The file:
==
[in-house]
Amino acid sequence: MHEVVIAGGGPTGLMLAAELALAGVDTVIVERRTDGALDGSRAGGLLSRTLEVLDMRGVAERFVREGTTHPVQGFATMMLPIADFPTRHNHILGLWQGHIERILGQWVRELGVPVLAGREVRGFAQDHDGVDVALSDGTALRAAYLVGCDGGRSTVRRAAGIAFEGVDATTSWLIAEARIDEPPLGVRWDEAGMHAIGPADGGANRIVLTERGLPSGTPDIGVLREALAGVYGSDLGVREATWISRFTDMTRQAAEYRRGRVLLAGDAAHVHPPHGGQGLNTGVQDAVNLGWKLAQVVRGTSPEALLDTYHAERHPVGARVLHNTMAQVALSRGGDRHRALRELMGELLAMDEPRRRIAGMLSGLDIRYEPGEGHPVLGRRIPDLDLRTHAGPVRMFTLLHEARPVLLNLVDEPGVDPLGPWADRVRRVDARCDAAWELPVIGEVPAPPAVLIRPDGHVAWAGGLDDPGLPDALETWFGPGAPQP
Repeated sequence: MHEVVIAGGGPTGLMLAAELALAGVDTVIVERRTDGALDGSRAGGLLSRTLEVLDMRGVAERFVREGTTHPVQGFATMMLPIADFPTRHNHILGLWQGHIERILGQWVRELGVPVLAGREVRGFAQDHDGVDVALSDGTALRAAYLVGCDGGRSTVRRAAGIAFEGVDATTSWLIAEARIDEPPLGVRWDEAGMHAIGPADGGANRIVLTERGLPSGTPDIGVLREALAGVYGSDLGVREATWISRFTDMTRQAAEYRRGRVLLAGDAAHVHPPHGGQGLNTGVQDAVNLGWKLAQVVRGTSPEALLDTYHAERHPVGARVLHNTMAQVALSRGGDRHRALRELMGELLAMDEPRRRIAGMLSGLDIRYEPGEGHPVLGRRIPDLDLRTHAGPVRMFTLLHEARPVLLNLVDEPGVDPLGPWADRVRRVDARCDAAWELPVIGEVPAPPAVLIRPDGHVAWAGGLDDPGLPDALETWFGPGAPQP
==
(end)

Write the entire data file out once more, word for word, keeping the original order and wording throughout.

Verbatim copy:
[in-house]
Amino acid sequence: MHEVVIAGGGPTGLMLAAELALAGVDTVIVERRTDGALDGSRAGGLLSRTLEVLDMRGVAERFVREGTTHPVQGFATMMLPIADFPTRHNHILGLWQGHIERILGQWVRELGVPVLAGREVRGFAQDHDGVDVALSDGTALRAAYLVGCDGGRSTVRRAAGIAFEGVDATTSWLIAEARIDEPPLGVRWDEAGMHAIGPADGGANRIVLTERGLPSGTPDIGVLREALAGVYGSDLGVREATWISRFTDMTRQAAEYRRGRVLLAGDAAHVHPPHGGQGLNTGVQDAVNLGWKLAQVVRGTSPEALLDTYHAERHPVGARVLHNTMAQVALSRGGDRHRALRELMGELLAMDEPRRRIAGMLSGLDIRYEPGEGHPVLGRRIPDLDLRTHAGPVRMFTLLHEARPVLLNLVDEPGVDPLGPWADRVRRVDARCDAAWELPVIGEVPAPPAVLIRPDGHVAWAGGLDDPGLPDALETWFGPGAPQP
Repeated sequence: MHEVVIAGGGPTGLMLAAELALAGVDTVIVERRTDGALDGSRAGGLLSRTLEVLDMRGVAERFVREGTTHPVQGFATMMLPIADFPTRHNHILGLWQGHIERILGQWVRELGVPVLAGREVRGFAQDHDGVDVALSDGTALRAAYLVGCDGGRSTVRRAAGIAFEGVDATTSWLIAEARIDEPPLGVRWDEAGMHAIGPADGGANRIVLTERGLPSGTPDIGVLREALAGVYGSDLGVREATWISRFTDMTRQAAEYRRGRVLLAGDAAHVHPPHGGQGLNTGVQDAVNLGWKLAQVVRGTSPEALLDTYHAERHPVGARVLHNTMAQVALSRGGDRHRALRELMGELLAMDEPRRRIAGMLSGLDIRYEPGEGHPVLGRRIPDLDLRTHAGPVRMFTLLHEARPVLLNLVDEPGVDPLGPWADRVRRVDARCDAAWELPVIGEVPAPPAVLIRPDGHVAWAGGLDDPGLPDALETWFGPGAPQP